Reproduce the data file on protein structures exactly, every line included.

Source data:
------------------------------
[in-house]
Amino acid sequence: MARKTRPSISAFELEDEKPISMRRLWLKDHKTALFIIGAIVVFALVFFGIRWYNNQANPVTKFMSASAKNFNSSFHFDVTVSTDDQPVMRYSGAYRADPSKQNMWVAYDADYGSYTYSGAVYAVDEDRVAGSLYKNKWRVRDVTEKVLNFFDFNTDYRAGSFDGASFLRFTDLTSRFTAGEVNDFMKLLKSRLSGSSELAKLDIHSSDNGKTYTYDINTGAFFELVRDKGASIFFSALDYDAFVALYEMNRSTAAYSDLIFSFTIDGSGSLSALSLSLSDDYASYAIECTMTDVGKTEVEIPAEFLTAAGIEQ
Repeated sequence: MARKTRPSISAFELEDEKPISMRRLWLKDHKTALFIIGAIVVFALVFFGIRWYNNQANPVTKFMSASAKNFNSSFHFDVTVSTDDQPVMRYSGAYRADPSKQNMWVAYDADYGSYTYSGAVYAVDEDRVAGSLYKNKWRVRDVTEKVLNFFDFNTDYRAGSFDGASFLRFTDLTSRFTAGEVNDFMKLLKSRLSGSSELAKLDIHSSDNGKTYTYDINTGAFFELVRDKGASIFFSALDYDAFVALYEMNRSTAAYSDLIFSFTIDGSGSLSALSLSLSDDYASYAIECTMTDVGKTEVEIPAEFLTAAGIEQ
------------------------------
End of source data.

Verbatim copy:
[in-house]
Amino acid sequence: MARKTRPSISAFELEDEKPISMRRLWLKDHKTALFIIGAIVVFALVFFGIRWYNNQANPVTKFMSASAKNFNSSFHFDVTVSTDDQPVMRYSGAYRADPSKQNMWVAYDADYGSYTYSGAVYAVDEDRVAGSLYKNKWRVRDVTEKVLNFFDFNTDYRAGSFDGASFLRFTDLTSRFTAGEVNDFMKLLKSRLSGSSELAKLDIHSSDNGKTYTYDINTGAFFELVRDKGASIFFSALDYDAFVALYEMNRSTAAYSDLIFSFTIDGSGSLSALSLSLSDDYASYAIECTMTDVGKTEVEIPAEFLTAAGIEQ
Repeated sequence: MARKTRPSISAFELEDEKPISMRRLWLKDHKTALFIIGAIVVFALVFFGIRWYNNQANPVTKFMSASAKNFNSSFHFDVTVSTDDQPVMRYSGAYRADPSKQNMWVAYDADYGSYTYSGAVYAVDEDRVAGSLYKNKWRVRDVTEKVLNFFDFNTDYRAGSFDGASFLRFTDLTSRFTAGEVNDFMKLLKSRLSGSSELAKLDIHSSDNGKTYTYDINTGAFFELVRDKGASIFFSALDYDAFVALYEMNRSTAAYSDLIFSFTIDGSGSLSALSLSLSDDYASYAIECTMTDVGKTEVEIPAEFLTAAGIEQ